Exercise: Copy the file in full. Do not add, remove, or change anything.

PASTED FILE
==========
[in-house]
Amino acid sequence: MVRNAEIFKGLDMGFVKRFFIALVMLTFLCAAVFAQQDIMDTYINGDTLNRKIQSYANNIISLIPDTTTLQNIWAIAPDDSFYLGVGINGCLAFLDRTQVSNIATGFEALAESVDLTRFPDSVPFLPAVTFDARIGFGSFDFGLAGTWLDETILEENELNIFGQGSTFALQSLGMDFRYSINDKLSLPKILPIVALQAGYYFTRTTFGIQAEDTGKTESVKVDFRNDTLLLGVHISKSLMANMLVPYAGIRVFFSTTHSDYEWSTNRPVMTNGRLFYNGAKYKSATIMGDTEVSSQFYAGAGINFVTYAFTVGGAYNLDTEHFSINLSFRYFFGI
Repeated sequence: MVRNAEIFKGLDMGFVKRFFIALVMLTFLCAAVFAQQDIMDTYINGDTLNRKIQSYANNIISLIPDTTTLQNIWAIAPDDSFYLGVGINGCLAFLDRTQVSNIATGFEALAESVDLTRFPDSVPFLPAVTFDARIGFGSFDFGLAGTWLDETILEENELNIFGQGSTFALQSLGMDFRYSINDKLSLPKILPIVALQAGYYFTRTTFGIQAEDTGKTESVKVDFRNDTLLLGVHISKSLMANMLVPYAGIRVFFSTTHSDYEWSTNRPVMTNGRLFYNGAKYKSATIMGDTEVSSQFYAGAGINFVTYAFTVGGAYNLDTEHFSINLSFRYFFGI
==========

[in-house]
Amino acid sequence: MVRNAEIFKGLDMGFVKRFFIALVMLTFLCAAVFAQQDIMDTYINGDTLNRKIQSYANNIISLIPDTTTLQNIWAIAPDDSFYLGVGINGCLAFLDRTQVSNIATGFEALAESVDLTRFPDSVPFLPAVTFDARIGFGSFDFGLAGTWLDETILEENELNIFGQGSTFALQSLGMDFRYSINDKLSLPKILPIVALQAGYYFTRTTFGIQAEDTGKTESVKVDFRNDTLLLGVHISKSLMANMLVPYAGIRVFFSTTHSDYEWSTNRPVMTNGRLFYNGAKYKSATIMGDTEVSSQFYAGAGINFVTYAFTVGGAYNLDTEHFSINLSFRYFFGI
Repeated sequence: MVRNAEIFKGLDMGFVKRFFIALVMLTFLCAAVFAQQDIMDTYINGDTLNRKIQSYANNIISLIPDTTTLQNIWAIAPDDSFYLGVGINGCLAFLDRTQVSNIATGFEALAESVDLTRFPDSVPFLPAVTFDARIGFGSFDFGLAGTWLDETILEENELNIFGQGSTFALQSLGMDFRYSINDKLSLPKILPIVALQAGYYFTRTTFGIQAEDTGKTESVKVDFRNDTLLLGVHISKSLMANMLVPYAGIRVFFSTTHSDYEWSTNRPVMTNGRLFYNGAKYKSATIMGDTEVSSQFYAGAGINFVTYAFTVGGAYNLDTEHFSINLSFRYFFGI